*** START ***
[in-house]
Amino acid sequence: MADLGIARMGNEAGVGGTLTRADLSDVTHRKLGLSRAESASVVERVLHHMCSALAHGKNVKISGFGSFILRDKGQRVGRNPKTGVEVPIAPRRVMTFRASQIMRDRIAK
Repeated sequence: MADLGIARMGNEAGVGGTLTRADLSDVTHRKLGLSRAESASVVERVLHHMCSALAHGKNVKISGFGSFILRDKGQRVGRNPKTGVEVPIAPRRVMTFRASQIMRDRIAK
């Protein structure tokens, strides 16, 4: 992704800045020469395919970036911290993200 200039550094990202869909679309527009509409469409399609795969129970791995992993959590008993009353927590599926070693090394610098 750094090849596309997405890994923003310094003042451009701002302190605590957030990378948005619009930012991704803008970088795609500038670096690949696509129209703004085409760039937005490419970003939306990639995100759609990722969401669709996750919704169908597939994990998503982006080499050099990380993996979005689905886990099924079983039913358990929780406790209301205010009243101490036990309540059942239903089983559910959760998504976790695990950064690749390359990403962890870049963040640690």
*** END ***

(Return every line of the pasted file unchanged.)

[in-house]
Amino acid sequence: MADLGIARMGNEAGVGGTLTRADLSDVTHRKLGLSRAESASVVERVLHHMCSALAHGKNVKISGFGSFILRDKGQRVGRNPKTGVEVPIAPRRVMTFRASQIMRDRIAK
Repeated sequence: MADLGIARMGNEAGVGGTLTRADLSDVTHRKLGLSRAESASVVERVLHHMCSALAHGKNVKISGFGSFILRDKGQRVGRNPKTGVEVPIAPRRVMTFRASQIMRDRIAK
């Protein structure tokens, strides 16, 4: 992704800045020469395919970036911290993200 200039550094990202869909679309527009509409469409399609795969129970791995992993959590008993009353927590599926070693090394610098 750094090849596309997405890994923003310094003042451009701002302190605590957030990378948005619009930012991704803008970088795609500038670096690949696509129209703004085409760039937005490419970003939306990639995100759609990722969401669709996750919704169908597939994990998503982006080499050099990380993996979005689905886990099924079983039913358990929780406790209301205010009243101490036990309540059942239903089983559910959760998504976790695990950064690749390359990403962890870049963040640690």